Mary S. Hulst. A Little Handbook for Preachers: Ten Practical Ways to a Better Sermon by Sunday. Downers Grove: IVP Books, 2016. See here to purchase the book.
Mary Hulst is a college chaplain and has been a professor of preaching and a senior pastor. As the title indicates, this book is about how preachers can prepare and preach better sermons.
Hulst discusses how preachers can research for their sermons, in terms of both Bible study and also looking for anecdotes. She talks about the content of sermons: how to encourage people to act in light of God’s work and grace rather than coming across as a nagging parent, and how to organize the sermon so that it makes clear, applicable points that stay in the minds of listeners, without creating information-overload. Hulst supports preaching about what the biblical passage meant in its original context, yet she also wants the sermon to preach Christ. Hulst stresses the importance of pastors getting to know people in their congregation, which is relevant to what content to include in sermons: to know why the people like the TV shows that they like, for example (i.e., what needs or desires are those TV shows meeting?), and to know what questions the people are asking in light of their own experiences. Effective delivery of sermons is another topic in this book, and this includes eye-contact, gestures, and the use of props. Hulst also offers advice on interpersonal issues, such as dealing with feedback, including from one’s spouse. In addition, she deals with thorny issues, such as whether a pastor should ever preach somebody else’s sermon, say, one from the Internet.
There are many positives to this book. It is grace-filled. It is honest, vulnerable, and empathetic, in that Hulst understands why pastors can be sensitive about feedback on their sermons. It has stories, which effectively illustrate the points that Hulst makes. It is highly practical and specific. As one who has preached his share of wandering sermons that have information-overload, I found her reference to Paul Scott Wilson’s Four Pages of the Sermon to be especially helpful: a well-ordered sermon can identify the trouble or need that is discussed in the biblical passage and a similar trouble or need today, then say what God was doing then in response to that trouble or need in the biblical passage, and what God is doing now. Such an approach can help a preacher to focus and organize his or her research about the biblical text, allowing the sermon to make a point rather than becoming aimlessly antiquarian or going on tangents. Hulst provides examples on how to execute this approach, using Psalm 84 and James 1:19-27 as her texts. Hulst’s book also has an annotated bibliography, in which she tells readers the books that she has found helpful and says why she found them helpful.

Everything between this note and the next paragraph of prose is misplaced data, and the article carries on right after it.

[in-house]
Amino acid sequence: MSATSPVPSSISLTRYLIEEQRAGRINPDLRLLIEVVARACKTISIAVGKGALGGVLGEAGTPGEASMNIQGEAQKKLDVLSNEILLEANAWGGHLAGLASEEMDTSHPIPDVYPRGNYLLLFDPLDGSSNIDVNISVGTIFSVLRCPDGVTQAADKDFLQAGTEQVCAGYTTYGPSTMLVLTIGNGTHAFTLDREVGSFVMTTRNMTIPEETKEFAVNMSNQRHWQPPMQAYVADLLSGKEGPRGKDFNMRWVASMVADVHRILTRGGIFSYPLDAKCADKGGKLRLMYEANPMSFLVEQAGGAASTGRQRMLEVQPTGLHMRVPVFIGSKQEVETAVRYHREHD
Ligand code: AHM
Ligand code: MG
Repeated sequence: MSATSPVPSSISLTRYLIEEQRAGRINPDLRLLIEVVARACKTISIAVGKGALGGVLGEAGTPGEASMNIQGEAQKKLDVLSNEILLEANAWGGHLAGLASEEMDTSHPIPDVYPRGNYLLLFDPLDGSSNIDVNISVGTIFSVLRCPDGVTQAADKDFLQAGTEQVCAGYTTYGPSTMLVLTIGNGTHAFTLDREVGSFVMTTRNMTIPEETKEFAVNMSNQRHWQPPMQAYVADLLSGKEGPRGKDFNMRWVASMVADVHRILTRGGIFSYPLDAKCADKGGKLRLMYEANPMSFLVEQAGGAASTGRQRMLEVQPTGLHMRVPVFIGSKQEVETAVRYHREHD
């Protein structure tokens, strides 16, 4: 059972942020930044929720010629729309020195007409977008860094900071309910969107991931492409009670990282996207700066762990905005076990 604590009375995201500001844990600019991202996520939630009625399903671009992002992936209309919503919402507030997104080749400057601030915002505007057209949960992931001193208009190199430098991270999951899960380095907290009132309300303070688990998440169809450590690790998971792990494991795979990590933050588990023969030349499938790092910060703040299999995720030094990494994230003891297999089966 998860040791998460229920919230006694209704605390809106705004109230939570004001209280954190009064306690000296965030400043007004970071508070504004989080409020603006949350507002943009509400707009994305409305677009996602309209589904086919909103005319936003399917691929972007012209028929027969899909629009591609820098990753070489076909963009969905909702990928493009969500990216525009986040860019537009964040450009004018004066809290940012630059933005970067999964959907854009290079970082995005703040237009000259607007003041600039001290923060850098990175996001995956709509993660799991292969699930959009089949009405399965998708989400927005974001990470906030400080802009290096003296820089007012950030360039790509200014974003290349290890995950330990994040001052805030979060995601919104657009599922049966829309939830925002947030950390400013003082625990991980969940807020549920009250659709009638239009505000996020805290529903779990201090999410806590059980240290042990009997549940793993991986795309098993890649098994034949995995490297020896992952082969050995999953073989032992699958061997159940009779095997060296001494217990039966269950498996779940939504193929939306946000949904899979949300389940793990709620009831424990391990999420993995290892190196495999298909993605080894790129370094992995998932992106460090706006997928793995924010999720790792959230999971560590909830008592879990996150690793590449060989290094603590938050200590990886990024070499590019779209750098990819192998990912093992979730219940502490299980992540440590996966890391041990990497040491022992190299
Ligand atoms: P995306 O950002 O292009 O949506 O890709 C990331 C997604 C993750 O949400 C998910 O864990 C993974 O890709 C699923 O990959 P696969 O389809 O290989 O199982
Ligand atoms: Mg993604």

In terms of critiques, a lot of Hulst’s advice presumes that the pastors reading this book are pastors of small or medium-sized congregations: the types in which the pastor knows a lot of the people there, and they know the pastor. Her advice would be helpful for pastors of such congregations, but she should also have addressed whether, or how, similar principles can be applied by pastors of large churches, or megachurches.
There was an area in which I somewhat agreed with Hulst, and somewhat disagreed with her. Hulst is largely against pastors preaching a lot about themselves. She astutely notes that not everyone in the congregation is in the same place or has the same background as the pastor: some are younger, some are older, some have a different marital status, etc.
On page 167, Hulst discourages pastors from telling personal anecdotes that make themselves look stupid or prone to anger, since people need them to be pastors, “someone who appears to love God and follow him well…” She goes on to say: “If the story is gently self-deprecating, humble and allows you to give testimony to God’s work in your life, you’re probably fine.”
Personally, I prefer sermons in which pastors are honest about their struggles and vulnerabilities, in which they present themselves, not as perfect, but as people on a spiritual path, like many in the congregation. That can comfort people in the congregation that they are not alone. Hulst perhaps should have discussed this further. At the same time, Hulst did well to advise pastors against going too far with this, or doing so in a manner that is counterproductive.
I received a complimentary review copy of this book from the publisher in exchange for an honest review.